It was a funeral in every way but one: The body was missing.
Not missing exactly. Its location was common knowledge — that was the most horrifying part of all this. The body was nine thousand miles away in a country called Nepal, twenty-seven thousand feet up Mount Everest, the highest point on planet Earth.
On Everest, everything eabove twenty-five thousand feet is known as the Death Zone. There, overpowering wind gusts approaching two hundred miles per hour can wrench a strong person clear off the mountain, and bone-chilling nighttime cold of one hundred degrees below zero causes frostbite and hypothermia. Wherever the body was, it as surely frozen solid.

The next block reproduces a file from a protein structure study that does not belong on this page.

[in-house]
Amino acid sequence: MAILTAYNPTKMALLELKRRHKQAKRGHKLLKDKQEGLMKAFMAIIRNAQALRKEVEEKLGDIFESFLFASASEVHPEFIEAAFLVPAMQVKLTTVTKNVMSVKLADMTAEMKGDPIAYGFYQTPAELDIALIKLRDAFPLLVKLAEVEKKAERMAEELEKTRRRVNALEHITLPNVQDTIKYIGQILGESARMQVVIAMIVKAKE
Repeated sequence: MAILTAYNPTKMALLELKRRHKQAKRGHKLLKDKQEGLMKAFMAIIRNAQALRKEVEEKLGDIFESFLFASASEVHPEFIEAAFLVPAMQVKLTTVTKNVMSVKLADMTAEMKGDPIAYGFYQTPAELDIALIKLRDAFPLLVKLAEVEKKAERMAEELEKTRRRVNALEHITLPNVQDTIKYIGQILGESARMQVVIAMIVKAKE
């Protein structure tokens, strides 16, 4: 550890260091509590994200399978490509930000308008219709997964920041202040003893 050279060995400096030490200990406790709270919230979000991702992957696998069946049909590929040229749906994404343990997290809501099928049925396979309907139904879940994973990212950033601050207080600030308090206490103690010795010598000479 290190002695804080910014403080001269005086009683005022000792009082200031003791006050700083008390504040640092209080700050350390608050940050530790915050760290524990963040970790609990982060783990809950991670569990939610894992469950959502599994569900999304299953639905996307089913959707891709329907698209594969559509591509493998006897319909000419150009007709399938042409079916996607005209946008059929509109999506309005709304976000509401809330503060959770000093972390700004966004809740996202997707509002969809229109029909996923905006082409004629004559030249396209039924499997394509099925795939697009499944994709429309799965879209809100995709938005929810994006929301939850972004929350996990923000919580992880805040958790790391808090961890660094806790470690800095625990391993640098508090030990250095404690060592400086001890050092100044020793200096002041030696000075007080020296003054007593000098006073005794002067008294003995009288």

Twenty-seven thousand feet is above the range of any helicopter. At that altitude, the air is simply too thin to provide the rotor blades with any lift. A stranded climber would have a better chance of being picked up off the surface of the moon than in the Death Zone. Atop Everest, you are your only rescue squad — you and the others who take on the mountain with you.
It was easy to spot those teammates among the mourners, and not just because of their young age. Their physical bodies fidgeted in the chapel, constricted by grief and tight collars. But their minds were still on the other side of the globe, five miles straight up, in the Death Zone.
They had that much in common with their unfortunate friend. It was a place they might never truly leave.